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All We Can Eat
Posted at 07:00 AM ET, 03/23/2012

The cultural convergence of candy and danger


A bowl full of dynamite? Candy and danger have a long relationship in America. (Jeffrey MacMillan for The Washington Post)
The tragic Feb. 26 shooting of Trayvon Martin , a teenager carrying little more than Skittles and an iced tea, has generated mountains of copy over America’s not-so-latent racism. Little has been said, though, about our weird history of candy and danger — or at least candy and the imagery of danger and violence.

I’m not trying to be callous or glib here, nor am I attempting to belittle the serious situation in central Florida. What I am saying is that when George Zimmerman says he mistook a bag of fruit-flavored candy for a weapon, the shooter carried on a long tradition of commingling sugar and scare tactics, no matter how unconsciously.

Anyone who has read up on American history knows that our taste for violence and sugar runs deep, sometimes manifesting itself as a love for sweets and a fear of weaponry and sometimes just the opposite. We’ve reached a point where weapons and sweets have become causes (“Don’t take away my guns!”) and fetishes (cupcakes, anyone?)

Still, refined sugar — the primary ingredient that attracts us to candies and sweets — is a relatively new addition to the human diet, at least in the volume we have available today at the press of a vending machine button. This sugar rush has, in turn, led to an increase in fructose consumption, weight gain and diabetes — and all the health fears that go with those skyrocketing numbers.

But recently, our fears over sugar have taken a darker turn. Some researchers and writers have started to suggest — declare even — that sugar is toxic and should be regulated like other potential toxins such as drugs and alcohol. It’s as though carrying a candy bar can be as dangerous as a gun — at least to the person who holds the sugary treat.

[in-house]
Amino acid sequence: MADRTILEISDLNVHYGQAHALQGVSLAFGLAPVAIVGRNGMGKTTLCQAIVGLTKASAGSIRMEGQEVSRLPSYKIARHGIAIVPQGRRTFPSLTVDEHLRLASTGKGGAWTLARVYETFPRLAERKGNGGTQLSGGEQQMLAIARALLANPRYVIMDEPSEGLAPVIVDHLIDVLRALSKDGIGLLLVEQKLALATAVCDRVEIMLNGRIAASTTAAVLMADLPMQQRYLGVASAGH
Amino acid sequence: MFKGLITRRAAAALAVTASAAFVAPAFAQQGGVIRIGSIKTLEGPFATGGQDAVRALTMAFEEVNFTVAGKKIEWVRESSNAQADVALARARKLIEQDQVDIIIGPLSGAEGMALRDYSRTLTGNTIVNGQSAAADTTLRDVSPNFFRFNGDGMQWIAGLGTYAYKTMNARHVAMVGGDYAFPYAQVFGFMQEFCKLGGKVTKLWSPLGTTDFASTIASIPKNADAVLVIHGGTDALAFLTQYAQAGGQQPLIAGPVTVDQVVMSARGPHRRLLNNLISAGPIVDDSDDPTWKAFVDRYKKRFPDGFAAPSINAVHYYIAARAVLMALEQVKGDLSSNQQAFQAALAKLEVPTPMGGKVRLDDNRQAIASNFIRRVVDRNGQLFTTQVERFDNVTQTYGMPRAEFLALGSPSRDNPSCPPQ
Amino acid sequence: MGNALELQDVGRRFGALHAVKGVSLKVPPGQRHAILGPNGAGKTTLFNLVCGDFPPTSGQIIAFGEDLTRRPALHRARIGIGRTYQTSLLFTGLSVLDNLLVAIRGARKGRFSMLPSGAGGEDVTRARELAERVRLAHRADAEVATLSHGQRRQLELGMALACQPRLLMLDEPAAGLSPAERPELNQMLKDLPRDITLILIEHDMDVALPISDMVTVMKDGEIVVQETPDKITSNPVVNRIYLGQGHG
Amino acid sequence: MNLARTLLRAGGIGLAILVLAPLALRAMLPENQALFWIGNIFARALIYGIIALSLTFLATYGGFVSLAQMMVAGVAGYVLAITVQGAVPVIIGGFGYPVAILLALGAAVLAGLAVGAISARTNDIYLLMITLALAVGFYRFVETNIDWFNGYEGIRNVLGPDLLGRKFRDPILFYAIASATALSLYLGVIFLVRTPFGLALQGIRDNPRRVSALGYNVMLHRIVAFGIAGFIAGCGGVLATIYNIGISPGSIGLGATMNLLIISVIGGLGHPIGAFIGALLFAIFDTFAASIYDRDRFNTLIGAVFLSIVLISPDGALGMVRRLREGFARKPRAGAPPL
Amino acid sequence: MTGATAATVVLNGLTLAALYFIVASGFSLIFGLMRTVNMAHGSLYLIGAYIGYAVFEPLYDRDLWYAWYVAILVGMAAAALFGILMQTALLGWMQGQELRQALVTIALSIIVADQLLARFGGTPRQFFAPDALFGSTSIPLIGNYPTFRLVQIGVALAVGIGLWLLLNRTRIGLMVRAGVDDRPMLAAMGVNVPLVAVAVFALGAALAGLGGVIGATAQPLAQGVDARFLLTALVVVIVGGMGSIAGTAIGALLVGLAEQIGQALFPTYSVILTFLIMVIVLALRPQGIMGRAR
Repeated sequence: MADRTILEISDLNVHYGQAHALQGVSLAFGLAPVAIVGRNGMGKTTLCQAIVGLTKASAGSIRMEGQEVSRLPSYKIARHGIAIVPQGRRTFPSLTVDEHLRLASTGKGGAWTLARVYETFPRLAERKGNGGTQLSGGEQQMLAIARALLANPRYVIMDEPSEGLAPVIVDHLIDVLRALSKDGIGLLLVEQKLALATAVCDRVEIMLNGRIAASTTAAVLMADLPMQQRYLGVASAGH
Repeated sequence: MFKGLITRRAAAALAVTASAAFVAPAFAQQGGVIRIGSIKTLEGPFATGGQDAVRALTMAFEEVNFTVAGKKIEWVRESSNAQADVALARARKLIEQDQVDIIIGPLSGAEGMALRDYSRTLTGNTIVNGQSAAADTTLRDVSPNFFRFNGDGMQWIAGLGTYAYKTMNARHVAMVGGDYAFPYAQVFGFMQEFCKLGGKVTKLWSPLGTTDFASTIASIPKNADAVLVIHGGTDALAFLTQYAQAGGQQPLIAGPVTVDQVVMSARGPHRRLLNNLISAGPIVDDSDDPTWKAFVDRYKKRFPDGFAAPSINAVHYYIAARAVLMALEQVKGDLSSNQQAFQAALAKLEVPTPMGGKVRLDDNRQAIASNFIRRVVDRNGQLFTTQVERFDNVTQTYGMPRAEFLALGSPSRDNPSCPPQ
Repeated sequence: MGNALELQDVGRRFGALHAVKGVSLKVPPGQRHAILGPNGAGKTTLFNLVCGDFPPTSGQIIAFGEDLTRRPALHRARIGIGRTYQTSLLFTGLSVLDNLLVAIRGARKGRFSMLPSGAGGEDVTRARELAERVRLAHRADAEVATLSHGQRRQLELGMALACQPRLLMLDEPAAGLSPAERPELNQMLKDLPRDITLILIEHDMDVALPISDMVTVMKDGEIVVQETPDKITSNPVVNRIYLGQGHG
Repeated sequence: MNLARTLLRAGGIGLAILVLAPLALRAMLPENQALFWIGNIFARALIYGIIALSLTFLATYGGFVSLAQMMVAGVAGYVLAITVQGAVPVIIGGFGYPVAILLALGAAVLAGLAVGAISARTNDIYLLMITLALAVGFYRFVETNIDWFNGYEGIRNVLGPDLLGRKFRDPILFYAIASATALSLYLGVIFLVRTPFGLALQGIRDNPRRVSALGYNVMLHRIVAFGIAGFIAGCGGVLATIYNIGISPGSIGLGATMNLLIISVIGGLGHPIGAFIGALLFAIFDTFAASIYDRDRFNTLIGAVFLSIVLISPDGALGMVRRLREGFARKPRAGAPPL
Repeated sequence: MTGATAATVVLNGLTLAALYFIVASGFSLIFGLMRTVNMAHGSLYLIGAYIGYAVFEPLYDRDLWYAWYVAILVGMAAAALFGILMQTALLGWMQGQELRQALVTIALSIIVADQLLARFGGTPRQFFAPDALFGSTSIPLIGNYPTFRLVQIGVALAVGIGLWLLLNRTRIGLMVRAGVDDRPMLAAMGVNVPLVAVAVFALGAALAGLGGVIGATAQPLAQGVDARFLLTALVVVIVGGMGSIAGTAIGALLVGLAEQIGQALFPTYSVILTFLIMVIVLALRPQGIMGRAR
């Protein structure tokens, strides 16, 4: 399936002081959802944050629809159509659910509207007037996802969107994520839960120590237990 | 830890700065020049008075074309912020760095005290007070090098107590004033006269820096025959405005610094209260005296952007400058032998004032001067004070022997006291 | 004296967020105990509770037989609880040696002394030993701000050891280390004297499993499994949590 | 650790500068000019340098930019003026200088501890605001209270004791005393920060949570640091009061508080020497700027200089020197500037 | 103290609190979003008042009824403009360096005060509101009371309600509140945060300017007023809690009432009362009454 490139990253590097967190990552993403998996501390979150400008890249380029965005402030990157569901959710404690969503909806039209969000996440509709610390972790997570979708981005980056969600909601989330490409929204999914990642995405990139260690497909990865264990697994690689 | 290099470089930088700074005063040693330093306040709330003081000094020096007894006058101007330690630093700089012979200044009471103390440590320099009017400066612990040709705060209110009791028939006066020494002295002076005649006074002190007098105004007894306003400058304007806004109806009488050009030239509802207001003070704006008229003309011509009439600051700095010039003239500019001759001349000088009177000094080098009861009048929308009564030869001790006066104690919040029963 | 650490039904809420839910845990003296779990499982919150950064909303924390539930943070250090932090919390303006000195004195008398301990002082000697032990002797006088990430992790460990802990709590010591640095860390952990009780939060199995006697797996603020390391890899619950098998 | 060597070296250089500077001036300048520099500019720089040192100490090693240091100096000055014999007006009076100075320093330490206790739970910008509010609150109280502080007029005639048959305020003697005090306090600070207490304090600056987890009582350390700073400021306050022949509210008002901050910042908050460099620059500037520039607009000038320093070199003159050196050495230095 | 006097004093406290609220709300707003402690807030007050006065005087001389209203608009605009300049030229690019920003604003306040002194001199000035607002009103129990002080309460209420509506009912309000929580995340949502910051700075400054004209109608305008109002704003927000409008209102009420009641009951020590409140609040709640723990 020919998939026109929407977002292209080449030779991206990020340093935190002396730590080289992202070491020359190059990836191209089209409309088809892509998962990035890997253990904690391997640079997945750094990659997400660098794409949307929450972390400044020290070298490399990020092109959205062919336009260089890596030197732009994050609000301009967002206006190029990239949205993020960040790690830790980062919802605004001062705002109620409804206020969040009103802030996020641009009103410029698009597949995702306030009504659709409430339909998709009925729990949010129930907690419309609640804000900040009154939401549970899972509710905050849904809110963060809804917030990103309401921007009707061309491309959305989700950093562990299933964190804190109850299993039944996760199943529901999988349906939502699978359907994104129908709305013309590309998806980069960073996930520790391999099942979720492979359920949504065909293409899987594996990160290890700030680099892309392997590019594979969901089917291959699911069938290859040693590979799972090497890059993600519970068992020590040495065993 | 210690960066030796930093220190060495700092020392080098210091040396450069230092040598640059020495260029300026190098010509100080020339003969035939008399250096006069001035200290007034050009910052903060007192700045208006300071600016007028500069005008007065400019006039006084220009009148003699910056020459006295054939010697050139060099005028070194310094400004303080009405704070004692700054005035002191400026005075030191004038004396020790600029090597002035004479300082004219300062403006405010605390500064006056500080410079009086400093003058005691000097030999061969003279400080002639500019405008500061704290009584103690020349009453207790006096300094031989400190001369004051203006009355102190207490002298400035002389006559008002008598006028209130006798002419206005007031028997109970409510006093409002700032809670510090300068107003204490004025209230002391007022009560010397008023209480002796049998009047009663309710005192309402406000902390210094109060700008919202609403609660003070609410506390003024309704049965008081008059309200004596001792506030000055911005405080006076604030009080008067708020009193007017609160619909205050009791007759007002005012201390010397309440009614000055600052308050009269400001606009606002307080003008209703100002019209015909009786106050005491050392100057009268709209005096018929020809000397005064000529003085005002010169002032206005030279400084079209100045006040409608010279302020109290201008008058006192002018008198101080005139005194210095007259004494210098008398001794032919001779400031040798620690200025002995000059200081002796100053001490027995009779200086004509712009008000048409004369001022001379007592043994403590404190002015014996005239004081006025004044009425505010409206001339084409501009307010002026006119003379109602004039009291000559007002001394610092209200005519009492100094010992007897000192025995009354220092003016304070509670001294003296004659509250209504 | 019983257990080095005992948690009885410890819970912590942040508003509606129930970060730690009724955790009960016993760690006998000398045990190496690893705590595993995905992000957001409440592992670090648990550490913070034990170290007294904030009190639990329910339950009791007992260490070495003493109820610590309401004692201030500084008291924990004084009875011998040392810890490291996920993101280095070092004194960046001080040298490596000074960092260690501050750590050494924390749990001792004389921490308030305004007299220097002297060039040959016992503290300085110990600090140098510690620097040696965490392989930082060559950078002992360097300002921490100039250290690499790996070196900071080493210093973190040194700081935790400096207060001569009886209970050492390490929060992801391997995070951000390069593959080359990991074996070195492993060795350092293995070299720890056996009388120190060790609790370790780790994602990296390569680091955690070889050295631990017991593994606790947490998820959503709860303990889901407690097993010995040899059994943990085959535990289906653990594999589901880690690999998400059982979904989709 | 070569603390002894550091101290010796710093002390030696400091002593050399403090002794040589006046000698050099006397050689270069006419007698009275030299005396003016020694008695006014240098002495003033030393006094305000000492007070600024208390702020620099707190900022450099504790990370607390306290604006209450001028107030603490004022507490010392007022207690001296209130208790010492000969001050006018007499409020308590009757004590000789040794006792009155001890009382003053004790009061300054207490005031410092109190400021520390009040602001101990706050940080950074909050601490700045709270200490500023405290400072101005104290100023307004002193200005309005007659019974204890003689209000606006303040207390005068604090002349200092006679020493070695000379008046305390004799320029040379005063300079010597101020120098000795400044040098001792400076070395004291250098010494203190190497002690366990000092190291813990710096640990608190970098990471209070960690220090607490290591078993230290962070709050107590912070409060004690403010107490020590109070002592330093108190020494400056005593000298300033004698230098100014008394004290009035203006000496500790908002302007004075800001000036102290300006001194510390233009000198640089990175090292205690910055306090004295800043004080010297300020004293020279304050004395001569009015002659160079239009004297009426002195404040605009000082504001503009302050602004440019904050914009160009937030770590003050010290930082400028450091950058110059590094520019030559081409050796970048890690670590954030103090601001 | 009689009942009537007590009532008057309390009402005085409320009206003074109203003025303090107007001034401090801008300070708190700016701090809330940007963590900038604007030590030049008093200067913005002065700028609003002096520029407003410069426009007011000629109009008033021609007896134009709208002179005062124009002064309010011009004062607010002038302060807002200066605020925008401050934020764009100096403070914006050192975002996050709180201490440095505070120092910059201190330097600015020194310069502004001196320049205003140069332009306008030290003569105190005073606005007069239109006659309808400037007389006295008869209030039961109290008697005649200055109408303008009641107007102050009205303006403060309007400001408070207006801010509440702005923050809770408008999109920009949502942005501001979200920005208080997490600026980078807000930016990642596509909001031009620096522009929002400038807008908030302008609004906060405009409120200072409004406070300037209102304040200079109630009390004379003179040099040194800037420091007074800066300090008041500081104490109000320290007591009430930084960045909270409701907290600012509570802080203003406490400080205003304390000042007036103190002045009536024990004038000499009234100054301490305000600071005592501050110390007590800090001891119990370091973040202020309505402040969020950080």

But aside from the potential suicide bomb we can carry in our pockets, we’ve developed a complex cultural relationship with candy that refuses to treat sweets as simple kids’ stuff. Every Halloween, millions of children and adults dress as serial killers, bloodsuckers and the walking dead — the kind of freaks who would normally cause some to grab a double barrel, not a candy bowl, if they knocked on our door. Instead, we give them all sorts of sweets, a pre-negotiated deal that appears to date back to a tradition of youths saying prayers for the dead in exchange for sugary treats.

Candy flavors have been used to entice people to slowly suck their lives away, too. The practice of flavoring cigarettes with fruit, clove and candy flavors was only banned in 2009 when the Family Smoking Prevention and Tobacco Control Act went into effect; the Food and Drug Administration understood that tobacco companies were, essentially, soliciting children with candy, hoping to get them strung out on nicotine.

Then, of course, there is the subculture where candy is basically a raw material for “weapons” manufacturing. Remember in 2010 when some students at a Prince William County high school were punished for passing out miniature candy canes? School administrators apparently feared that kids would suck on the striped sugar sticks until they had been sharpened to a fine point, like some locker-room shiv. Perhaps one of those officials had an understanding of how that might work.

If you search the ’Net, you’ll find far more elaborate weapons carved from candy or built from candy containers or designed to shoot candy. Take a look at this candy glock or foldable candy box crossbow or Pez 9mm guns (complete with Pez bullet clips, so you can point the pistol in a mouth then pull the trigger).

There’s an entire Web site dedicated to chocolate weapons: chocolate grenades, chocolate guns, and, of course, chocolate bullets for those guns. It’s taking death by chocolate to a whole other level. Back in the late ’80s, there were even concerns in British airports that terrorists would sneak bombs onto planes via candy tins, because no one, I guess, would ever suspect something so innocent to hide something so lethal.

All of which leads me to one of the biggest candy-related pop culture “deaths” in recent memory: Mikey, star of the old Life cereal commercials, was alleged to have died after mixing Pop Rocks with soda. The story turned out to be a hoax.

Candy, after all, may sometimes be designed to exude an air of danger, but it’s usually as safe as a Milky Way on the Midway. Unless you believe the whole sugar-is-toxic argument, that is.

By  |  07:00 AM ET, 03/23/2012

Categories:  Food Politics | Tags:  Tim Carman

 
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